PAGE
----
Moisture is the number one enemy of preservation. Not only does it result in the decay of paper, parchments and photographic film, it also causes organic colours and dyes to fade. If proper measures are not taken in time, then priceless artifacts made of organic material like wood, leather, paper, natural fibre, bone and ivory could be lost forever. Also, the storage of items such as classic cars and possessions stored within self-storage facilities are also at risk from uncontrolled humidity.
Generally warm and damp conditions can increase the speed of decay, but this can double with an increase of as little as 5°C. High temperatures can cause document wax seals to soften and even result in the combustion of cellulose nitrate film. At low temperatures, organic and plastic materials become brittle making them prone to physical damage. Excess moisture can cause corrosion, rust, mildew, mould, damage to car interiors, cardboard boxes collapsing, leather book bindings cracking,degradation of photographs or documents, high costs and energy wastage.
Although heating is often used as a way to control the relative humidity (RH), this method is both ineffective and costly. Meanwhile, the energy saving when using dehumidification compared to heating is approximately 60 per cent.
Humidity, temperature, light and air-borne pollutants all contribute to the deterioration of archival materials. Storage conditions that are too damp can encourage insect pest activity and the growth of mould, while conditions that are too dry can cause archival materials to become brittle. If the documents are subjected to sudden fluctuations in humidity, then the rapid loss and absorption of moisture can cause microscopic structural damage that will contribute to the overall deterioration of the material. The temperature can also affect deterioration because chemical reactions are faster in warmer conditions.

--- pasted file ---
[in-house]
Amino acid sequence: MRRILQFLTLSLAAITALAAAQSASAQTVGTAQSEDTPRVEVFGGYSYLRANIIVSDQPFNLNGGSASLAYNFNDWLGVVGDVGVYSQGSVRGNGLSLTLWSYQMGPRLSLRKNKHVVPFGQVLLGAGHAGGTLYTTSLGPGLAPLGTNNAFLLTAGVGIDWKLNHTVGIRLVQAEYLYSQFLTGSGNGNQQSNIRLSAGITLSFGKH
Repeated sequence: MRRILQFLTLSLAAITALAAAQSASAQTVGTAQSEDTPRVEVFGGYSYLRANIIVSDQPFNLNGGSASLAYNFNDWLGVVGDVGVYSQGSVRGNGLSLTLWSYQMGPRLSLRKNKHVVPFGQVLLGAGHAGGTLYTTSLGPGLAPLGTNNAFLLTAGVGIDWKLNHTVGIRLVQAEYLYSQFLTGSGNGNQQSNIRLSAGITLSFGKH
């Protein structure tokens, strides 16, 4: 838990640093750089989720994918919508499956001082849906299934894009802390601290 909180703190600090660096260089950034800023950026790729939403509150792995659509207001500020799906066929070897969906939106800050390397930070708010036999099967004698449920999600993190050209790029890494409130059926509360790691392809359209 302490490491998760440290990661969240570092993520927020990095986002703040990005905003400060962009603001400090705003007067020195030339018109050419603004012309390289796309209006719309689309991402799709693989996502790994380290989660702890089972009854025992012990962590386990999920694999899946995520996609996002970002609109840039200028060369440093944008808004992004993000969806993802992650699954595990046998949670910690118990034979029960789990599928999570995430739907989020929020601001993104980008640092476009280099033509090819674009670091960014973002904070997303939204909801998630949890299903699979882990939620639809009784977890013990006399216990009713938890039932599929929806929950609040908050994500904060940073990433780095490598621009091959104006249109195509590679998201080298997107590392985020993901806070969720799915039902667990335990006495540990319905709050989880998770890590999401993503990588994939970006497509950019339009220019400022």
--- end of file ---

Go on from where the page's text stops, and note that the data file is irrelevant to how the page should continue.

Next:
But it does not just have to be historical archives that are at risk of being damaged because of poor storage management. Important legal documents and financial records also need to be retained for a period by law here in the UK.
Maintaining the relative humidity at a correct and stable level by implementing correctly dimensioned dehumidification solutions is the first step in safeguarding archives and storage areas. Often these solutions can be based on refrigerant or desiccant dehumidifiers that have been designed to protect archives, galleries and museum buildings and, of course, the treasured items on display.
These high-performance dehumidification and ventilation systems both regulate and then control temperature, humidity and air quality. Recirculating the air and physically removing moisture from it, they also alleviate the need to continuously reheat incoming air as well.
If the dehumidification solution has integrated reversible heat pumps, the units convert energy taken out of the room as moisture to provide useful heat to warm the room, accelerating the drying process.